Porter session follows Cuomo's $45 million in assistance
By Terry Duffy
Niagara County-area property owners on Lake Ontario who have struggled with disastrous flooding and erosion conditions along the lake shore this spring met with local officials Thursday to discuss remediation assistance.
The session, organized by Porter homeowner Linda White (wife of Porter Councilman Larry White), and Kathy Steinman, executive director of Niagara Falls Neighborhood Housing Services Inc., was held at Porter on the Lake Park. It included state, local and county officials, and expanded upon last week's announcement in Wilson by Gov. Andrew Cuomo to provide $45 million in relief to cover remediation repairs for communities statewide that have been impacted by Lake Ontario and St. Lawrence River flooding.
"The purpose of this meeting is to assist in remediation and access to funds and how to do it," said New York State Assemblyman Angelo Morinello, who attended the session with Assemblyman Mike Norris and Robert Welch, constituent relations manager from New York State Sen. Robert Ortt's office. The office of U.S. Rep. Chris Collins was not in attendance, but is said to be monitoring the issue. "I know you have a lot of issues with the 2014 Plan. But ... that is not our focus tonight. We have immediate needs."
Morinello informed the residents, who numbered more than 100, that, following his declaration request last week for federal assistance, Cuomo expedited the Clean Water Fund, which won approval by both branches of the New York State Legislature. Its passage allows municipalities immediate access to funding for water and sewer remediation.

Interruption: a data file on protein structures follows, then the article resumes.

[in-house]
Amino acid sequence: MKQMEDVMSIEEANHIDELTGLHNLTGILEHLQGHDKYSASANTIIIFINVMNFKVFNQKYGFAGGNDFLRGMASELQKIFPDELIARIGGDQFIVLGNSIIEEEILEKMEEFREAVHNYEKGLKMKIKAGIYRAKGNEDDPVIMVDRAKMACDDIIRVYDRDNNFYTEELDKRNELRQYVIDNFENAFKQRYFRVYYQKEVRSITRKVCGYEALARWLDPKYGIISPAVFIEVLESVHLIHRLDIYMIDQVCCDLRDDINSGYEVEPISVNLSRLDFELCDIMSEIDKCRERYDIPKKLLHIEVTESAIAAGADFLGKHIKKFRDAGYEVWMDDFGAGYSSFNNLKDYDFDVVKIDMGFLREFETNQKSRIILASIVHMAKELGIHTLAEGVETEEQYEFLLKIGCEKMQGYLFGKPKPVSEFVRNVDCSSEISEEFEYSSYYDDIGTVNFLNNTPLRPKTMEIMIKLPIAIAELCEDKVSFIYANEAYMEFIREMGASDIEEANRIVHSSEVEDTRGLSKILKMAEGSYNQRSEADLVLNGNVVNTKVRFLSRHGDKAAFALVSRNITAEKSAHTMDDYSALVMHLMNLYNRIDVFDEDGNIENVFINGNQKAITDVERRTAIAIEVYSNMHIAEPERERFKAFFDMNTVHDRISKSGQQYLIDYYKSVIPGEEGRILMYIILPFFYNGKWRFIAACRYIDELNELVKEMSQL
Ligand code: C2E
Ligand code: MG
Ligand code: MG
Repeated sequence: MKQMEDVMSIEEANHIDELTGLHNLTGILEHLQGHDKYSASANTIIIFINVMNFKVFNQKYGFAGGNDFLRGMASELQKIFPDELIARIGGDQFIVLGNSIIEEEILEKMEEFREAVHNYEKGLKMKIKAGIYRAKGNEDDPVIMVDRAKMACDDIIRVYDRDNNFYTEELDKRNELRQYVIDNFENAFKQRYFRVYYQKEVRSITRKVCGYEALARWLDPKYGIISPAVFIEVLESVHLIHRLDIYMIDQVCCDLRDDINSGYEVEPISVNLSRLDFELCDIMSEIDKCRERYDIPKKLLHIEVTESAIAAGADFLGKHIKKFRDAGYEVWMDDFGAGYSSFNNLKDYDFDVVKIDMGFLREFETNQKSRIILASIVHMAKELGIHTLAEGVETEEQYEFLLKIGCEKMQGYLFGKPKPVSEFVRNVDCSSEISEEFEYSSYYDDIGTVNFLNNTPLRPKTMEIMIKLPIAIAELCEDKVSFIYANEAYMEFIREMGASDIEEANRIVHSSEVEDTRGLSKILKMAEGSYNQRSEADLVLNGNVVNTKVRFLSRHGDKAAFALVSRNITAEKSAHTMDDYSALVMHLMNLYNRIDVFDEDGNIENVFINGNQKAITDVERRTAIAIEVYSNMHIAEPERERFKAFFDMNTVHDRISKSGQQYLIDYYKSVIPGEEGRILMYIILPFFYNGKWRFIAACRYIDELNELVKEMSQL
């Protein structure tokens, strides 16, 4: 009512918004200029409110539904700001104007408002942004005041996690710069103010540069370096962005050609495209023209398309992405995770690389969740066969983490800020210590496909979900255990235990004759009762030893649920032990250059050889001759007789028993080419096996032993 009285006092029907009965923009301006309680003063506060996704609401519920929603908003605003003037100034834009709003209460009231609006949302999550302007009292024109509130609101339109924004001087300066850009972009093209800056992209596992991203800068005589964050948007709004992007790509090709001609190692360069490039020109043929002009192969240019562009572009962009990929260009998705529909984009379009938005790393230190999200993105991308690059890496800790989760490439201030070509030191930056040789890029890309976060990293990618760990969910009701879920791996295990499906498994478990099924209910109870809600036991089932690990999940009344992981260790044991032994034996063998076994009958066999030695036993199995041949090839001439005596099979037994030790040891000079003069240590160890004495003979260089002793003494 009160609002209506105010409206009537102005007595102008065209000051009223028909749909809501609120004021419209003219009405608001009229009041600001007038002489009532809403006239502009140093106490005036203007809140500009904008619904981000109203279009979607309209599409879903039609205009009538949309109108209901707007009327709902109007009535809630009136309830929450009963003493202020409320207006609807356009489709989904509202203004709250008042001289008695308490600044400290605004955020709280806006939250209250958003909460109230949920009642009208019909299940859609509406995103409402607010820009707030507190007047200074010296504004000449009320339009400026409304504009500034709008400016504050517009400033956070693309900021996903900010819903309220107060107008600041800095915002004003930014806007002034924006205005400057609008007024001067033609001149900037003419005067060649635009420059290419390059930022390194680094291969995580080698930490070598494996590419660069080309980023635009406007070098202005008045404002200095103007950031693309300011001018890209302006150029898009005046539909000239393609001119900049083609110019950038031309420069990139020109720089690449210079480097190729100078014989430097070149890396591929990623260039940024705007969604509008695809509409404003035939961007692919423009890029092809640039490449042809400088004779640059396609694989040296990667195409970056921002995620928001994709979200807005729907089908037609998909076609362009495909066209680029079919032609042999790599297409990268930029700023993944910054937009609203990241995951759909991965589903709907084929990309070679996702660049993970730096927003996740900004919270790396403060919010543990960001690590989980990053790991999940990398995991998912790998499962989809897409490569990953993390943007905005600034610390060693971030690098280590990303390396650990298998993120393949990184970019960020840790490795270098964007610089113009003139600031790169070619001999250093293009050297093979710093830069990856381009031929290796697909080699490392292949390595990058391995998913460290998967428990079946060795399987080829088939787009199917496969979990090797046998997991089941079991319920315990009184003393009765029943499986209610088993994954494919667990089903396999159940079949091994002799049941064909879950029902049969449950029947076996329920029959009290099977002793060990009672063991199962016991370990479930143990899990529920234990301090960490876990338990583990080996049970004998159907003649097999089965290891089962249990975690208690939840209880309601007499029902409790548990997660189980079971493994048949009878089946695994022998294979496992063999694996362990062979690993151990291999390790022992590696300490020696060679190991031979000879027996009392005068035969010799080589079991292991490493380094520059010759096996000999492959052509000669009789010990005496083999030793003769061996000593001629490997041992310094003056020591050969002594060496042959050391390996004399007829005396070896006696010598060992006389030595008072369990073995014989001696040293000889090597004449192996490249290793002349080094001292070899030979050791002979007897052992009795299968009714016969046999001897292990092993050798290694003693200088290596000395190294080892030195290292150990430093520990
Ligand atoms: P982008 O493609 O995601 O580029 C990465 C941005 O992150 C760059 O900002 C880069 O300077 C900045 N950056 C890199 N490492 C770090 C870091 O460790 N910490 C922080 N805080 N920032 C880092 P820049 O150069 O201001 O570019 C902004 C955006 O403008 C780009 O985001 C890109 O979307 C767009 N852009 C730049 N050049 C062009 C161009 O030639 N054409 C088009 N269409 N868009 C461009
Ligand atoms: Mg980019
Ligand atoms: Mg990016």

In addition, the governor moved to expedite issuance of any required state DEC permits for private property owners. Once issued, those permits are good until April 2019.
"They are doing their job," Morinello said of the state response. "Mother Nature we've had trouble with, the Joint Commission we have trouble with, but state government, they came to the forefront" on this.
Mike Russo, assistant attorney general in charge of the state attorney general's Buffalo regional office, and Karen Davis of the AG's consumer contractor's bureau, provided information to the affected property owners on selecting reliable, local contractors. He discussed the risks of hiring unscrupulous contractors under trying circumstances.
"You want to make sure the contractor you hire is someone who is licensed if they need to be, (or) are they insured," Russo said. "If you are going to be spending thousands of dollars, see if they're insured. ... You have the right to know.
"You do not need to be victimized by a bad contractor after what you've been going through," Davis said.